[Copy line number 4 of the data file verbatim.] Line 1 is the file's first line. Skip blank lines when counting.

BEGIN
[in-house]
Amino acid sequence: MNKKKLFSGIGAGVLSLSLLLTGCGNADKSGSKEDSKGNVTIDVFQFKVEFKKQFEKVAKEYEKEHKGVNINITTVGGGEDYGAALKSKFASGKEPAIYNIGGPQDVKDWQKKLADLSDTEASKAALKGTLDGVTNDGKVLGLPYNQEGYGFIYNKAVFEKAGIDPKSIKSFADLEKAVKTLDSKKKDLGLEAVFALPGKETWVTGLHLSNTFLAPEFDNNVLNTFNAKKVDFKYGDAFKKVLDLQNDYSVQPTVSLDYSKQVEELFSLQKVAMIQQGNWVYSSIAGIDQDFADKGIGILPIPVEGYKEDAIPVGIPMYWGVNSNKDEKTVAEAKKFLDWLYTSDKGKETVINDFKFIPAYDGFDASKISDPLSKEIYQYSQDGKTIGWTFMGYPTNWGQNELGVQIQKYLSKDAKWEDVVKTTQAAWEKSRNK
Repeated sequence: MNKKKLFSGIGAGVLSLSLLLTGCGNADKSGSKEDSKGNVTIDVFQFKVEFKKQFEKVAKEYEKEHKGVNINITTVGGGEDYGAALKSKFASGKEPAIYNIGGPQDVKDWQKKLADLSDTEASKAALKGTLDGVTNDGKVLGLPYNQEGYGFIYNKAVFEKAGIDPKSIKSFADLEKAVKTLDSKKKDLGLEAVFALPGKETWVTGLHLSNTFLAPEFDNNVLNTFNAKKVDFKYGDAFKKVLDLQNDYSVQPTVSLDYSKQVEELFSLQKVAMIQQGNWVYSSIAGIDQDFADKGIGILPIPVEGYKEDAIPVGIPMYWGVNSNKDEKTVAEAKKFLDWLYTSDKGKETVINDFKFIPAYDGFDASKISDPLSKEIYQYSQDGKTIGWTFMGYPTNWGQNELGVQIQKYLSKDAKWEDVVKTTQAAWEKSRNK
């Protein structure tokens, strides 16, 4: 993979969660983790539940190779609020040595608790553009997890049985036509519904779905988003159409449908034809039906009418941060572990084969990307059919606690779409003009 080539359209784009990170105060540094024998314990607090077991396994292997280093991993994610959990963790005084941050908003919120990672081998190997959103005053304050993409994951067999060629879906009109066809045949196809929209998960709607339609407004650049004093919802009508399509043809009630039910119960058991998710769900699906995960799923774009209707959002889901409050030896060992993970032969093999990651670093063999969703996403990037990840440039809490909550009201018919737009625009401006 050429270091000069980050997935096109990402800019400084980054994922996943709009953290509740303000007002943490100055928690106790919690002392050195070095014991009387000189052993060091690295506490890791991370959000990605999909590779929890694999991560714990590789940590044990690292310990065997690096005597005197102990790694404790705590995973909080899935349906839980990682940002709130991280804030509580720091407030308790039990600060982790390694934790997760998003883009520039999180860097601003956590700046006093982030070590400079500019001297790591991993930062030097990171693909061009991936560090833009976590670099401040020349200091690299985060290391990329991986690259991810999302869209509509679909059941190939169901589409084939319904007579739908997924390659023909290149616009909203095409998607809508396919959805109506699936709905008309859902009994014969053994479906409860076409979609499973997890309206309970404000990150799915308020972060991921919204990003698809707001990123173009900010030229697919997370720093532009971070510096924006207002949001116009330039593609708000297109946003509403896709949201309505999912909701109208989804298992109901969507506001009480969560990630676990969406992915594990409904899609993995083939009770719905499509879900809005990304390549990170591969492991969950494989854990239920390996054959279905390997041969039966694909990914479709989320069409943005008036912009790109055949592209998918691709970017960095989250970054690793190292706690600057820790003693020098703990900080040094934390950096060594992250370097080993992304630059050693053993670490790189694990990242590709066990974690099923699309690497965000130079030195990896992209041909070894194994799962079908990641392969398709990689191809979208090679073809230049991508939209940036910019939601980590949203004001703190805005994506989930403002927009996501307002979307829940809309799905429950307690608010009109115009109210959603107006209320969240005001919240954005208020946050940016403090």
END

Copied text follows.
């Protein structure tokens, strides 16, 4: 993979969660983790539940190779609020040595608790553009997890049985036509519904779905988003159409449908034809039906009418941060572990084969990307059919606690779409003009 080539359209784009990170105060540094024998314990607090077991396994292997280093991993994610959990963790005084941050908003919120990672081998190997959103005053304050993409994951067999060629879906009109066809045949196809929209998960709607339609407004650049004093919802009508399509043809009630039910119960058991998710769900699906995960799923774009209707959002889901409050030896060992993970032969093999990651670093063999969703996403990037990840440039809490909550009201018919737009625009401006 050429270091000069980050997935096109990402800019400084980054994922996943709009953290509740303000007002943490100055928690106790919690002392050195070095014991009387000189052993060091690295506490890791991370959000990605999909590779929890694999991560714990590789940590044990690292310990065997690096005597005197102990790694404790705590995973909080899935349906839980990682940002709130991280804030509580720091407030308790039990600060982790390694934790997760998003883009520039999180860097601003956590700046006093982030070590400079500019001297790591991993930062030097990171693909061009991936560090833009976590670099401040020349200091690299985060290391990329991986690259991810999302869209509509679909059941190939169901589409084939319904007579739908997924390659023909290149616009909203095409998607809508396919959805109506699936709905008309859902009994014969053994479906409860076409979609499973997890309206309970404000990150799915308020972060991921919204990003698809707001990123173009900010030229697919997370720093532009971070510096924006207002949001116009330039593609708000297109946003509403896709949201309505999912909701109208989804298992109901969507506001009480969560990630676990969406992915594990409904899609993995083939009770719905499509879900809005990304390549990170591969492991969950494989854990239920390996054959279905390997041969039966694909990914479709989320069409943005008036912009790109055949592209998918691709970017960095989250970054690793190292706690600057820790003693020098703990900080040094934390950096060594992250370097080993992304630059050693053993670490790189694990990242590709066990974690099923699309690497965000130079030195990896992209041909070894194994799962079908990641392969398709990689191809979208090679073809230049991508939209940036910019939601980590949203004001703190805005994506989930403002927009996501307002979307829940809309799905429950307690608010009109115009109210959603107006209320969240005001919240954005208020946050940016403090």